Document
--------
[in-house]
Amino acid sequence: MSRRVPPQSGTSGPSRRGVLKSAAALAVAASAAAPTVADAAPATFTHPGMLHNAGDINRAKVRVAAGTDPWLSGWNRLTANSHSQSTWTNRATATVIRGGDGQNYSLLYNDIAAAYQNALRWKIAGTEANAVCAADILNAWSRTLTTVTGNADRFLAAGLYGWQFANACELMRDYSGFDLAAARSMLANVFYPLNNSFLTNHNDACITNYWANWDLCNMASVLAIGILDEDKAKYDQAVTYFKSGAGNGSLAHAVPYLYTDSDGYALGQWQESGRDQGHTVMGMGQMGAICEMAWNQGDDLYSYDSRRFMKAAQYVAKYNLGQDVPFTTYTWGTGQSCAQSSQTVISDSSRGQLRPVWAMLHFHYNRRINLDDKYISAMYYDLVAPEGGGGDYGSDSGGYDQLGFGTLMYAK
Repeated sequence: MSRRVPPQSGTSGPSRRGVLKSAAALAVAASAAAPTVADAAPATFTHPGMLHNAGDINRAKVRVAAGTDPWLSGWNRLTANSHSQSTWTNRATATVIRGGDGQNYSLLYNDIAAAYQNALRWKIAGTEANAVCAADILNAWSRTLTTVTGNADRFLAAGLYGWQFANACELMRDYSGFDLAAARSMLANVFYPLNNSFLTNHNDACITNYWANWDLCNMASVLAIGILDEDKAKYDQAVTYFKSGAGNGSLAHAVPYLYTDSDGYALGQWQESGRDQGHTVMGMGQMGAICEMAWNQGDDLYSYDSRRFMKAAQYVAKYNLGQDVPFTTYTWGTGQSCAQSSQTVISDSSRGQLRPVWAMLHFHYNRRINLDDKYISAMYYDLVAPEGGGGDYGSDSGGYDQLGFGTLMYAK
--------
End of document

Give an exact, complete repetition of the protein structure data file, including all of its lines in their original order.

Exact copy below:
[in-house]
Amino acid sequence: MSRRVPPQSGTSGPSRRGVLKSAAALAVAASAAAPTVADAAPATFTHPGMLHNAGDINRAKVRVAAGTDPWLSGWNRLTANSHSQSTWTNRATATVIRGGDGQNYSLLYNDIAAAYQNALRWKIAGTEANAVCAADILNAWSRTLTTVTGNADRFLAAGLYGWQFANACELMRDYSGFDLAAARSMLANVFYPLNNSFLTNHNDACITNYWANWDLCNMASVLAIGILDEDKAKYDQAVTYFKSGAGNGSLAHAVPYLYTDSDGYALGQWQESGRDQGHTVMGMGQMGAICEMAWNQGDDLYSYDSRRFMKAAQYVAKYNLGQDVPFTTYTWGTGQSCAQSSQTVISDSSRGQLRPVWAMLHFHYNRRINLDDKYISAMYYDLVAPEGGGGDYGSDSGGYDQLGFGTLMYAK
Repeated sequence: MSRRVPPQSGTSGPSRRGVLKSAAALAVAASAAAPTVADAAPATFTHPGMLHNAGDINRAKVRVAAGTDPWLSGWNRLTANSHSQSTWTNRATATVIRGGDGQNYSLLYNDIAAAYQNALRWKIAGTEANAVCAADILNAWSRTLTTVTGNADRFLAAGLYGWQFANACELMRDYSGFDLAAARSMLANVFYPLNNSFLTNHNDACITNYWANWDLCNMASVLAIGILDEDKAKYDQAVTYFKSGAGNGSLAHAVPYLYTDSDGYALGQWQESGRDQGHTVMGMGQMGAICEMAWNQGDDLYSYDSRRFMKAAQYVAKYNLGQDVPFTTYTWGTGQSCAQSSQTVISDSSRGQLRPVWAMLHFHYNRRINLDDKYISAMYYDLVAPEGGGGDYGSDSGGYDQLGFGTLMYAK